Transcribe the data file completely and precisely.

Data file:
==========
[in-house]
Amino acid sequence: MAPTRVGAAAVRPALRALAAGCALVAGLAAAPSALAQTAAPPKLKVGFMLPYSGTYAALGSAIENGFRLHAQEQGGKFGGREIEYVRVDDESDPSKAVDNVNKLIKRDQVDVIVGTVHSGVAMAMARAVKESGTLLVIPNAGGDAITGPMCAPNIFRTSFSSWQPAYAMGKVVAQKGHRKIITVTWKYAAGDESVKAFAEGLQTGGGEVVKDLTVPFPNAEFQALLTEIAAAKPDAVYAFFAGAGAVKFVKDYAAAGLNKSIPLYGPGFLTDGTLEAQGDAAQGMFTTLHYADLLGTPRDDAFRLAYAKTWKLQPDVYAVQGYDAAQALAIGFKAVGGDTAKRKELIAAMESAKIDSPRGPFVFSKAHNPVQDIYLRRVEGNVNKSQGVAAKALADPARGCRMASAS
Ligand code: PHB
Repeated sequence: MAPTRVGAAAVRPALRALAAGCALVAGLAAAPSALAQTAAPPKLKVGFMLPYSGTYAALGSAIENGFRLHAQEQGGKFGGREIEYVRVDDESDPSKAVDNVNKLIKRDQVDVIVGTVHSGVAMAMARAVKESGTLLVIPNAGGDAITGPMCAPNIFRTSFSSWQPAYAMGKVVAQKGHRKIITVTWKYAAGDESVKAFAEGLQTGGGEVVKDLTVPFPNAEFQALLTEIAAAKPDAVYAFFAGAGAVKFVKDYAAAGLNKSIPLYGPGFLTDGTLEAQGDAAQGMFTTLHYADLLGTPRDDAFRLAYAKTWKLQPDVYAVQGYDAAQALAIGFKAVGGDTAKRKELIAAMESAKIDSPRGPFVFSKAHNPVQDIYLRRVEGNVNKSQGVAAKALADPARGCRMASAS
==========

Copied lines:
[in-house]
Amino acid sequence: MAPTRVGAAAVRPALRALAAGCALVAGLAAAPSALAQTAAPPKLKVGFMLPYSGTYAALGSAIENGFRLHAQEQGGKFGGREIEYVRVDDESDPSKAVDNVNKLIKRDQVDVIVGTVHSGVAMAMARAVKESGTLLVIPNAGGDAITGPMCAPNIFRTSFSSWQPAYAMGKVVAQKGHRKIITVTWKYAAGDESVKAFAEGLQTGGGEVVKDLTVPFPNAEFQALLTEIAAAKPDAVYAFFAGAGAVKFVKDYAAAGLNKSIPLYGPGFLTDGTLEAQGDAAQGMFTTLHYADLLGTPRDDAFRLAYAKTWKLQPDVYAVQGYDAAQALAIGFKAVGGDTAKRKELIAAMESAKIDSPRGPFVFSKAHNPVQDIYLRRVEGNVNKSQGVAAKALADPARGCRMASAS
Ligand code: PHB
Repeated sequence: MAPTRVGAAAVRPALRALAAGCALVAGLAAAPSALAQTAAPPKLKVGFMLPYSGTYAALGSAIENGFRLHAQEQGGKFGGREIEYVRVDDESDPSKAVDNVNKLIKRDQVDVIVGTVHSGVAMAMARAVKESGTLLVIPNAGGDAITGPMCAPNIFRTSFSSWQPAYAMGKVVAQKGHRKIITVTWKYAAGDESVKAFAEGLQTGGGEVVKDLTVPFPNAEFQALLTEIAAAKPDAVYAFFAGAGAVKFVKDYAAAGLNKSIPLYGPGFLTDGTLEAQGDAAQGMFTTLHYADLLGTPRDDAFRLAYAKTWKLQPDVYAVQGYDAAQALAIGFKAVGGDTAKRKELIAAMESAKIDSPRGPFVFSKAHNPVQDIYLRRVEGNVNKSQGVAAKALADPARGCRMASAS